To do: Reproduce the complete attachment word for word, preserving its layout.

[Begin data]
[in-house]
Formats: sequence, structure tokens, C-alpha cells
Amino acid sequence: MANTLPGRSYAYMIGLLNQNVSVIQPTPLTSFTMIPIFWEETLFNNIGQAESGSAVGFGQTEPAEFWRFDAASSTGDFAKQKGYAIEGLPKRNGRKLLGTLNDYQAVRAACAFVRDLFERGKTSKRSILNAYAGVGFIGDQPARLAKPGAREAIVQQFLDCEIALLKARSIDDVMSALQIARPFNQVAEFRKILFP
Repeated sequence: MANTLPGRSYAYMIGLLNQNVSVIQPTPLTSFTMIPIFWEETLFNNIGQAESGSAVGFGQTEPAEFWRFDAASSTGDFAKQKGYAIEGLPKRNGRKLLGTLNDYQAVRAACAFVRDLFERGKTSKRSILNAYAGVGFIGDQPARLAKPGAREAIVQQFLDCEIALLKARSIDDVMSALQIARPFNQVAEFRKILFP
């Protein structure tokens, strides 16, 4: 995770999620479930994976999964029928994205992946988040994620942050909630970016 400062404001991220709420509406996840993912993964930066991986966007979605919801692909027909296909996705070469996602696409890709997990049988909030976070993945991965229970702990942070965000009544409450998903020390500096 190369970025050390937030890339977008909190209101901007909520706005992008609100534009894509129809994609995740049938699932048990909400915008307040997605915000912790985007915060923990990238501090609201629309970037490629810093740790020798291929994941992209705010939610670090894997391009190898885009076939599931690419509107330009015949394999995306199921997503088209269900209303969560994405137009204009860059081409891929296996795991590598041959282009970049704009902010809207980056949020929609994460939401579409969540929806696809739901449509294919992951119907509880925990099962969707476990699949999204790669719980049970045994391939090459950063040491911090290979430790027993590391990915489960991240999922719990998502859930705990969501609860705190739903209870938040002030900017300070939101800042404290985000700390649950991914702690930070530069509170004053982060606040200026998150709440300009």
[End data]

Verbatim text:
[in-house]
Formats: sequence, structure tokens, C-alpha cells
Amino acid sequence: MANTLPGRSYAYMIGLLNQNVSVIQPTPLTSFTMIPIFWEETLFNNIGQAESGSAVGFGQTEPAEFWRFDAASSTGDFAKQKGYAIEGLPKRNGRKLLGTLNDYQAVRAACAFVRDLFERGKTSKRSILNAYAGVGFIGDQPARLAKPGAREAIVQQFLDCEIALLKARSIDDVMSALQIARPFNQVAEFRKILFP
Repeated sequence: MANTLPGRSYAYMIGLLNQNVSVIQPTPLTSFTMIPIFWEETLFNNIGQAESGSAVGFGQTEPAEFWRFDAASSTGDFAKQKGYAIEGLPKRNGRKLLGTLNDYQAVRAACAFVRDLFERGKTSKRSILNAYAGVGFIGDQPARLAKPGAREAIVQQFLDCEIALLKARSIDDVMSALQIARPFNQVAEFRKILFP
């Protein structure tokens, strides 16, 4: 995770999620479930994976999964029928994205992946988040994620942050909630970016 400062404001991220709420509406996840993912993964930066991986966007979605919801692909027909296909996705070469996602696409890709997990049988909030976070993945991965229970702990942070965000009544409450998903020390500096 190369970025050390937030890339977008909190209101901007909520706005992008609100534009894509129809994609995740049938699932048990909400915008307040997605915000912790985007915060923990990238501090609201629309970037490629810093740790020798291929994941992209705010939610670090894997391009190898885009076939599931690419509107330009015949394999995306199921997503088209269900209303969560994405137009204009860059081409891929296996795991590598041959282009970049704009902010809207980056949020929609994460939401579409969540929806696809739901449509294919992951119907509880925990099962969707476990699949999204790669719980049970045994391939090459950063040491911090290979430790027993590391990915489960991240999922719990998502859930705990969501609860705190739903209870938040002030900017300070939101800042404290985000700390649950991914702690930070530069509170004053982060606040200026998150709440300009």